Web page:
But these successes could all be for naught if we completely lose our flawed — but still existing — liberal democracy. If our current system is replaced by an illiberal form of government, like exists in Hungary, the working class will suffer more. Hungary is now viewed as a model for the American far-Right, which hosted their Conservative Political Action Conference in the European country, as its leader, Viktor Orbán, has made elections a mere formality while expanding the secret police.
One way to prevent this authoritarian slide is through engaging in public pressure to push Garland and other Justice Department officials to prosecute Trump and his allies. That kind of campaign cannot be “left to the liberals” as some are wont to say. Socialists should be front and center, demanding that there be actual repercussions for the anti-democratic effort to overturn the election.
We cannot have a multi-racial working-class socialist society without first achieving a functioning democracy. Socialists have long stood for improving U.S. democratic institutions, as imperfect as they are. We fought for women’s suffrage and were militant participants in the Civil Rights Movement. At its core, the socialist movement believes in not just defending democracy, but spreading it to other realms outside of politics, from the economy to the workplace.
The current reaction against liberal democracy is part of an effort to roll back reproductive rights and racial justice gains made in this country that required decades of struggle to win. We cannot let the anti-democratic, anti-choice and racist forces win. Socialists must again lead by example.
If we don’t, then reactionaries like Pence and Rep. Liz Cheney (R‑Wyo.) are likely to become the heroes of this effort, simply because they’re Republicans following their constitutional duty. Rather than ceding this ground to liberals and the GOP, socialists and organizers on the Left should step up pressure on Congress to pass Rep. Bush’s bill to punish those guilty of trying to overthrow the will of the voters. A national effort to raise awareness of this legislation, including a collaboration between DSA members and the congresswoman, could help build pressure to actually punish those politicians involved in the failed putsch.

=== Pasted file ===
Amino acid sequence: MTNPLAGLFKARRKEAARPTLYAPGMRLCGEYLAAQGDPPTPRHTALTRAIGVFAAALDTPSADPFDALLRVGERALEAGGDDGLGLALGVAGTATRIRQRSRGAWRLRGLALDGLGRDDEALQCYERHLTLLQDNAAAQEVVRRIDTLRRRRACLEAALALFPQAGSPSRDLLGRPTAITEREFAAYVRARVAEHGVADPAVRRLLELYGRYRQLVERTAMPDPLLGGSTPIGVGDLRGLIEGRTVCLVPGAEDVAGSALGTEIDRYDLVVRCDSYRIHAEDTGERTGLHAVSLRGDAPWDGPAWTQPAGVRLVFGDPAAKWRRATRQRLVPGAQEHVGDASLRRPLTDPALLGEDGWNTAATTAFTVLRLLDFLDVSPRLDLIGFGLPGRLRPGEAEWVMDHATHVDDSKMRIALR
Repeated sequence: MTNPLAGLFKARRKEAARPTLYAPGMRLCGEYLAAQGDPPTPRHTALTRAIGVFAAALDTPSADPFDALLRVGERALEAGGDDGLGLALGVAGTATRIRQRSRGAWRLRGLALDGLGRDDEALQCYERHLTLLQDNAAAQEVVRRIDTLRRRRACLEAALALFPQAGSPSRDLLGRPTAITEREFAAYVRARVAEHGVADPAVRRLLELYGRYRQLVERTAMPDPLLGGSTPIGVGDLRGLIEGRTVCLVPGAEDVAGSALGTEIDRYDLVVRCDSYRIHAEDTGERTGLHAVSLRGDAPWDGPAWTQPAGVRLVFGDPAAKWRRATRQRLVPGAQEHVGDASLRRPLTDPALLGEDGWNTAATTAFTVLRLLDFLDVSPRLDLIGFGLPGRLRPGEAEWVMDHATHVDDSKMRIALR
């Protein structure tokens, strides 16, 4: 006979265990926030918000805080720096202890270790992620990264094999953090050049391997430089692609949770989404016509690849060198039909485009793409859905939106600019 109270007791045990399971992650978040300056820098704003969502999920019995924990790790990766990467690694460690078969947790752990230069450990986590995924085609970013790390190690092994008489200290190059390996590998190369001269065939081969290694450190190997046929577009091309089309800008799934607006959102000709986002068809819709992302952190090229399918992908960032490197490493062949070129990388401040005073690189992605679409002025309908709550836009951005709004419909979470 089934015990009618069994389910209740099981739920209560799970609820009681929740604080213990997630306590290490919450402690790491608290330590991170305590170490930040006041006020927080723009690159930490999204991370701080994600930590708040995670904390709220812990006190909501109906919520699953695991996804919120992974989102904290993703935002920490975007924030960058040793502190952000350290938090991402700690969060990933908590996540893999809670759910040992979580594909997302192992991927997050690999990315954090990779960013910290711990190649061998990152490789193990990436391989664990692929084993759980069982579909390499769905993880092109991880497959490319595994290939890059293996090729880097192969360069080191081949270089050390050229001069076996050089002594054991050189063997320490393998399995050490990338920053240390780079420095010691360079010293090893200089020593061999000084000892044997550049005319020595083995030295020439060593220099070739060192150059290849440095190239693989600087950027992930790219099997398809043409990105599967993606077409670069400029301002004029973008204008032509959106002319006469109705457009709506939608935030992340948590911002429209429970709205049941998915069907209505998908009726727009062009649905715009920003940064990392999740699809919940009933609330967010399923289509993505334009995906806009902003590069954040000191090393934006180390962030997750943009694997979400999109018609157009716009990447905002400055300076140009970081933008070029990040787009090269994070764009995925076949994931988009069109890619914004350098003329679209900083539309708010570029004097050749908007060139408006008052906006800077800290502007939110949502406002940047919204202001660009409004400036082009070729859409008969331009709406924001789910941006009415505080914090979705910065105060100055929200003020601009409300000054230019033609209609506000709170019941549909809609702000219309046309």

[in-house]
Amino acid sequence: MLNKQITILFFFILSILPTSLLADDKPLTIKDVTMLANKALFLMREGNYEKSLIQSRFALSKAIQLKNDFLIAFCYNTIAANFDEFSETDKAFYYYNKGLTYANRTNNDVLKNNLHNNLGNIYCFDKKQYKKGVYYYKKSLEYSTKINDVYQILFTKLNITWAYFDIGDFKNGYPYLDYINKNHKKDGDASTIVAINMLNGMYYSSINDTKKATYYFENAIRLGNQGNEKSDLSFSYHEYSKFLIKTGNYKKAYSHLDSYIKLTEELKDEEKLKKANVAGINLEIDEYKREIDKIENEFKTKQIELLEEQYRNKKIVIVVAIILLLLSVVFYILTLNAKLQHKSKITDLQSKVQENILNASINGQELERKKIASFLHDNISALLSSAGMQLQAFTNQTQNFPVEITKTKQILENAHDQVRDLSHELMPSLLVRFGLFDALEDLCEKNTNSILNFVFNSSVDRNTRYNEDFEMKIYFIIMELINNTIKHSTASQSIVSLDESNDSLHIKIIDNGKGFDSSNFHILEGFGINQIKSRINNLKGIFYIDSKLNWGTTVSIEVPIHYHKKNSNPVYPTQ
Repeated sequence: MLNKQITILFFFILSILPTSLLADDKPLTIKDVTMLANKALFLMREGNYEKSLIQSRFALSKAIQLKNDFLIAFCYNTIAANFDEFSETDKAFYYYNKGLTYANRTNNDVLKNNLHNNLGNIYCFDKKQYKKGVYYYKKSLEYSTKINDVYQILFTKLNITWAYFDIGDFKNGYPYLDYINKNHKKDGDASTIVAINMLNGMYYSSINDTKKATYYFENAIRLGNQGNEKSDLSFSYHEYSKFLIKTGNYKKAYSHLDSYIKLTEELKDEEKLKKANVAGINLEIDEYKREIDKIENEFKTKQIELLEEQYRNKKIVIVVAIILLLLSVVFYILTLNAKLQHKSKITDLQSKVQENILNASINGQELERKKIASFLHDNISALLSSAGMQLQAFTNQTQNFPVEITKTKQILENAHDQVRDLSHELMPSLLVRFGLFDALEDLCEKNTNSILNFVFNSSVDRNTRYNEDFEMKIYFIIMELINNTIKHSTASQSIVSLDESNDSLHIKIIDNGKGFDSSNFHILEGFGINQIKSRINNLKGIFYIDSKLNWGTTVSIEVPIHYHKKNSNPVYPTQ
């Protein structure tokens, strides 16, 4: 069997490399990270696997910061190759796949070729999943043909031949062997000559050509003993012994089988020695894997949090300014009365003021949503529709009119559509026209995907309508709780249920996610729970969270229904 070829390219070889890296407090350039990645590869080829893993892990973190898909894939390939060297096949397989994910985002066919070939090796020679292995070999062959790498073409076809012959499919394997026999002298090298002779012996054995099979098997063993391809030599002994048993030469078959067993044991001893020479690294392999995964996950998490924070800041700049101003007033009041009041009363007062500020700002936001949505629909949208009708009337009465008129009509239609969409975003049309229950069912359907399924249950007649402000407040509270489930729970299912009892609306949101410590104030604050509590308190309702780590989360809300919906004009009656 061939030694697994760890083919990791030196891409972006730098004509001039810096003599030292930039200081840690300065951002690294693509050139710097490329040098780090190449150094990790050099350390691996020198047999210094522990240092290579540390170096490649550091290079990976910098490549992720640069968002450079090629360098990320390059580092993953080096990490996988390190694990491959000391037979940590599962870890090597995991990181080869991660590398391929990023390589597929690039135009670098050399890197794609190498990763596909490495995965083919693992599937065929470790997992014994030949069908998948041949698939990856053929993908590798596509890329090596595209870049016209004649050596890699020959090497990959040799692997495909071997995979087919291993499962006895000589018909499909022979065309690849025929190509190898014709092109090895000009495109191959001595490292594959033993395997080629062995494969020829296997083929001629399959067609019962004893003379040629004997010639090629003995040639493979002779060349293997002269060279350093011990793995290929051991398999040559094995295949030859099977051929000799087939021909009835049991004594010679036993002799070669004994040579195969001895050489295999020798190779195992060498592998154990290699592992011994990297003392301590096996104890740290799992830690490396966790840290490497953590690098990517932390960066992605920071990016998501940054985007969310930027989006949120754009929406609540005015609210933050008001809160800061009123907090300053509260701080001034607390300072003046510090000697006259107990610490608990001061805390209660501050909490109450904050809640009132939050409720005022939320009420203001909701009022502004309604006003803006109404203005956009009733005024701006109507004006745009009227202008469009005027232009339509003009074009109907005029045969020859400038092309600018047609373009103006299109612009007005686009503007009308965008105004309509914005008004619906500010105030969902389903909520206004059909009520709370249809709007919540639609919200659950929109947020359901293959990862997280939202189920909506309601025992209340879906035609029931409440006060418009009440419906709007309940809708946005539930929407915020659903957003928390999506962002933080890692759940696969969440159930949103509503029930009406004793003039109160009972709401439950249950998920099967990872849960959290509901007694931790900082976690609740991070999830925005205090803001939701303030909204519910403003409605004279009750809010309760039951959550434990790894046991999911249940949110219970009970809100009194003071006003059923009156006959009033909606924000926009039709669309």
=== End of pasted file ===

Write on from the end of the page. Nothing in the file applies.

It’s easy to hope that January 6 was a one-off incident. But anti-democratic forces rarely give up so easily. Just look at the history of Chile. In that country there was a small military rebellion months before the right-wing coup on September 11, 1973 which ousted Salvador Allende. For a time, the democratically elected socialist government had officers and generals who obeyed the constitution. But facing enough pressure from coup-plotters and foreign agitators, that loyalty eventually ended.
The same could happen here, especially as anti-Trump Republicans lose primaries, shifting the GOP toward pure fealty to the former president. Trump and his supporters are hard at work stacking the deck, from local election boards all the way up to the Supreme Court, which could have monumental consequences in determining future presidential elections.
Trump has already signaled that he is likely to run again in 2024, and he still refuses to accept the 2020 election results, sowing distrust in the democratic system among his base. He’s made no secret of his desire to take power, no matter the legality or constitutionality of his means. We narrowly escaped his attempt two years ago. In the future, we might not be so lucky.
This is why the Left should engage in, not ignore, a key democratic crisis. I want to be able to go to my union family and say “here’s what socialists are doing to hold the perpetrators of January 6 accountable.” Leftists have long fought to defend and expand liberal democracy in our goals of building a socialist government. Let’s continue that tradition.